Which finally leads me to my encounter with the mouse.

I had almost stepped on the little critter in the dark (note that I had seen him around the house several times). There was some frantic squeaking and so I put on the light in the kitchen.

There he was sitting on his haunches, looking up at me, his mustache quivering violently and his two paws together. I wasn’t sure if I was dreaming because he jabbed one finger in my direction and a sequence of squeaks of different length streamed out. Well, I couldn’t help laughing for the life of me. I didn’t speak “mouse” or “rat” but I could picture the thing going on:

“Big bruv. Watch where you place those over-sized feet would ya?”
“How about a little something something for the little fella?”
“Oh? It’s like that eh? It’s like that?”
“There you are throwing good food away and I ask you for just a morsel and you stand there laughing at me huh?”
“You fur-less son of a gun!”
“So that’s how it be? That’s how you wanna play it?”
“You stingy hairless son of a whatever you are!”

After that it turned its back on me, raised up its tail and dropped one solitary scat (dropping). It then turned around again, looked at me balefully and said “Take that you! It’s on bruv! I tell you, it’s really on!”

And since I am not one to back out of a challenge (obviously when size is in my favour), I responded with “Bring it on bruv! Any time, any day!” and with that we both turned our backs and went our different ways.


But I am so gonna get that rat!

16-Oct-2014 (10:34PM)

Is that not poisonous?

Is that not poisonous?

Conan’s lady love asked him once “Do you want to live forever?” (right before she hopped and got herself killed – not entirely her fault, but “we” needed some reason for Conan to go on a quest and show off his swordmanship – or axemanship :-).

Well, probably not in this world. But heaven (most def!).

So I was out and about today (hey! not like the devil). I went to help a colleague pay for some credit on her mobile line (she is not in town and ran out of call credit).

On the way back this lovely “earthy” (equivalent to something roasting 🙂 smell hit me and I couldn’t but help look around for the source. It was a lady and her assistant under a bug umbrella canopy. She had a grill with Plantain and yam roasting on it.

Went up and inquired about the stuff. Had to wait for another customer to be served. She went away with took plastic bowls and a serving in a plastic bag (I suspect the former were for her bosses wherever she worked). In the process the seller opened a couple of other plastic coolers: one contained the stew and “pomo” (cow skin) pieces and the other contained fishes.

Well, I asked for two yam pieces, a plantain. Decided what the … and asked her to add one of the fishes and a couple of the “pomos”.

That right there in the picture above has shortened my lifespan by 6 months (I guess that’s what the dietitians would say). But who wants to live forever in this world right? All the good stuff will kill you 🙁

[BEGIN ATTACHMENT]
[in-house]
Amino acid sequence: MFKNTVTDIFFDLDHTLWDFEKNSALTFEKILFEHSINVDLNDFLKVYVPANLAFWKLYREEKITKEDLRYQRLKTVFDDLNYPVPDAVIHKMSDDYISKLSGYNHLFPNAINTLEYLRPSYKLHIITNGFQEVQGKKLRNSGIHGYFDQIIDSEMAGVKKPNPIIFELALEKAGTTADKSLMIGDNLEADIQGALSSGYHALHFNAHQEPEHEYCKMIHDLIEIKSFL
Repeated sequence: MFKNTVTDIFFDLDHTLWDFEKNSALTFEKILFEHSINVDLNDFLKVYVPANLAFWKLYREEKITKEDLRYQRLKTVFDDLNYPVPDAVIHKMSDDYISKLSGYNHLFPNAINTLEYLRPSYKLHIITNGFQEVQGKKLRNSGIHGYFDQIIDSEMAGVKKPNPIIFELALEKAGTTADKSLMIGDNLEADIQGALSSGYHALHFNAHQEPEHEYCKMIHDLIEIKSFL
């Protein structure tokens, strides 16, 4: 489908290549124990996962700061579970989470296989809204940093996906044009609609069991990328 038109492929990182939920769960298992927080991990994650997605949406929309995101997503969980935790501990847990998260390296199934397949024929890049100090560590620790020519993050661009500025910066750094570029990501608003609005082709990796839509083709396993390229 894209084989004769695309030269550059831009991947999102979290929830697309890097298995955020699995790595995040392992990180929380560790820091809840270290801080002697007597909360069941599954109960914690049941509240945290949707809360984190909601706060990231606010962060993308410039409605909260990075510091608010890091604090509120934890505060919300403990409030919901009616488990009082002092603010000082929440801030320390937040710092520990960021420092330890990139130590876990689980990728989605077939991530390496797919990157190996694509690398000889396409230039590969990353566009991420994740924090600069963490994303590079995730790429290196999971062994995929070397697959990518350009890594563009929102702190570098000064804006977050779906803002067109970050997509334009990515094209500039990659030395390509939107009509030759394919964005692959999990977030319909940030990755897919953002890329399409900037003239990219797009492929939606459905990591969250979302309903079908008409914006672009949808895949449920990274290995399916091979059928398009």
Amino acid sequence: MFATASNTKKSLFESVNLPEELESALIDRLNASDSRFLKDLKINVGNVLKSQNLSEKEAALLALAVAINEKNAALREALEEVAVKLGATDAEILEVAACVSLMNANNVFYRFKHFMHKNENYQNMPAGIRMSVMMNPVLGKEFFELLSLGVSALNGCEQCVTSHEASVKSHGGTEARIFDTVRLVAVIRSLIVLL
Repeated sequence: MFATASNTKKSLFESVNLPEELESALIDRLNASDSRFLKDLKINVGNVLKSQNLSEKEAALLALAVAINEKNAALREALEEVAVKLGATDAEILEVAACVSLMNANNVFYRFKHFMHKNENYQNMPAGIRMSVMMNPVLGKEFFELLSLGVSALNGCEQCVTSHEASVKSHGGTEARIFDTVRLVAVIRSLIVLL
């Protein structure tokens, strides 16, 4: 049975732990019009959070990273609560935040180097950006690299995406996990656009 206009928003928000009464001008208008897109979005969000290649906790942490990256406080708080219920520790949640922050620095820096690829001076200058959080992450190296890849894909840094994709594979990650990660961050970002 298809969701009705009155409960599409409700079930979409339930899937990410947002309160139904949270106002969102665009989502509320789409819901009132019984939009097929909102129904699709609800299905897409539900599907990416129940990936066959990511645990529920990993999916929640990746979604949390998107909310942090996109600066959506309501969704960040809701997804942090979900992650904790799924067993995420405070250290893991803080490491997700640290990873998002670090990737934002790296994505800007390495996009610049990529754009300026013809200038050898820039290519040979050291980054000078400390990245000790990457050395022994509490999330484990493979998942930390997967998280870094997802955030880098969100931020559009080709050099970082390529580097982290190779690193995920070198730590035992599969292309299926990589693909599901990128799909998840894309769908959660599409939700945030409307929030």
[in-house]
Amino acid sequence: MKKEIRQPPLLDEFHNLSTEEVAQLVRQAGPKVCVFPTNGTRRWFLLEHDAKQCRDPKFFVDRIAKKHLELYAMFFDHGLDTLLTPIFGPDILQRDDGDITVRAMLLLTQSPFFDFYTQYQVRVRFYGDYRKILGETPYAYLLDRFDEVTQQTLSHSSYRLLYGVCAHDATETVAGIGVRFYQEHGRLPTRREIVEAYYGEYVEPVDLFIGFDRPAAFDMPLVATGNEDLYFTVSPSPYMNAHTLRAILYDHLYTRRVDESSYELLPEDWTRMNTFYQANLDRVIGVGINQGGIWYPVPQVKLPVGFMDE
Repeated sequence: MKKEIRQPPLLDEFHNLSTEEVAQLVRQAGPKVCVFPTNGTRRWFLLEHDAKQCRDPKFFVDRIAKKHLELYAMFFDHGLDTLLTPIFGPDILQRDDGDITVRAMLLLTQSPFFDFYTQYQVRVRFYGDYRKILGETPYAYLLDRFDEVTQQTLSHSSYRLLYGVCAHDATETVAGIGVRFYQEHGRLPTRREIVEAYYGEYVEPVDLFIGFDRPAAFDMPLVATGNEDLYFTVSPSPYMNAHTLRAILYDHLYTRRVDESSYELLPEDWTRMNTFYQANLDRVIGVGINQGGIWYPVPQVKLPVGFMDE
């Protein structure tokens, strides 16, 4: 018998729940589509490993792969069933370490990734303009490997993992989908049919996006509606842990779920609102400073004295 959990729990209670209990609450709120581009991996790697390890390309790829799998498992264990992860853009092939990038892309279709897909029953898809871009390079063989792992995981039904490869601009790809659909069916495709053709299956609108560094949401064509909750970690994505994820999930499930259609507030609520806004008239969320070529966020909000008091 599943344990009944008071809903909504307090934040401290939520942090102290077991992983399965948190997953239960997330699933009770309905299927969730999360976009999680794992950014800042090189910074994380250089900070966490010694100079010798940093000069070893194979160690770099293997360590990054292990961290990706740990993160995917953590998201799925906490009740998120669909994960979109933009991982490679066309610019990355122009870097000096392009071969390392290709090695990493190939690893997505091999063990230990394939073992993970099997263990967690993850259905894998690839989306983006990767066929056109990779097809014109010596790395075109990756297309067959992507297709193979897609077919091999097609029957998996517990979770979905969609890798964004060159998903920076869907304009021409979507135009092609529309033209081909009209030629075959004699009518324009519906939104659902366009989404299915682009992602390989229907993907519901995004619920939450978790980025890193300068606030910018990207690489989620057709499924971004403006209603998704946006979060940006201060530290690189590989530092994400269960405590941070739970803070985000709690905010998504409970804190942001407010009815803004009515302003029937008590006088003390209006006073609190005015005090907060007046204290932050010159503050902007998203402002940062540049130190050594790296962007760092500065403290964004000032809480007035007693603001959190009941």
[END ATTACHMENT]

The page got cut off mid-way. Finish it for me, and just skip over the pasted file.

A friend saw me recently and commented that since I was packing on the pounds now, what would happen when I get married?

It’s temporary though. It was the journey “outside” that caused it. I generally can do with or without food. But once I am em away, it seems food is just everywhere waiting and begging to be eaten – not to talk of other stuff like choccy! I have a simple exercise regime that’s better than nothing but I need to wait a little to get back into that until I fully recover from my recent close encounter with a wooden chair

Well. Let me leave the keyboard and get down to it. The only thing missing is a bottle of fizzy drink to ensure the whole thing congeals nicely in my belly. Well, don’t let’s shock the health-police too much. They might have a heart attack!

NB: 2x yam pieces @100; fish @150; 2x pomo @100; Plantain @150. Total = 450 Naira.

Airport Shenanigans

Airport Shenanigans

The last couple of days (actually several weeks ago) have been pretty interesting. I had a meeting in Abuja for which I had a 9AM flight from Lagos to Abuja on ARIK Airline. I decided I would wake up at 6AM and leave the house at 7AM. It started raining heavily at 5AM or thereabouts, and that was when I should have been smart and drastically changed my plan. But instead, I stayed under the cover sheet and enjoyed the sound of the rain (which I always do) and finally got up at about 6:10AM. The rain had stopped a little when I left the house at about 7:10AM but started again soon afterwards. Getting out of the Island was pretty cool as the traffic was on the opposite side of the highway – but by the time I was approaching Surulere, I knew I was in trouble. The traffic was literally bumper to bumper. I was in traffic more or less all the way from then on. I kept looking at the time on the dashboard and thinking about the fact that I was supposed to check-in at least 45minutes before the flight and there I was at Maryland at about 8AM. On the stretch of road to Ikeja possibly around Sheraton Hotel, some stupid fellow in a beat-up old Mercedes Benz actually bumped into me twice. He was struggling for space with a bigger commercial bus and trying to be sure he got in behind me on the queue. I put the car in park, got out and went to look at the car. His bumper was in contact with mine, but there didn’t seem to be any damage. I looked at the fellow and he raised his hand to indicate he was sorry. I didn’t say anything but just went back into the car. A few stops and starts, and there was a second bump. This time I was angry. I don’t think he heard anything I said, but definitely he saw me pointing to my head to indicate he had some screws loose. I insisted he backed away – his bumper was still resting against mine.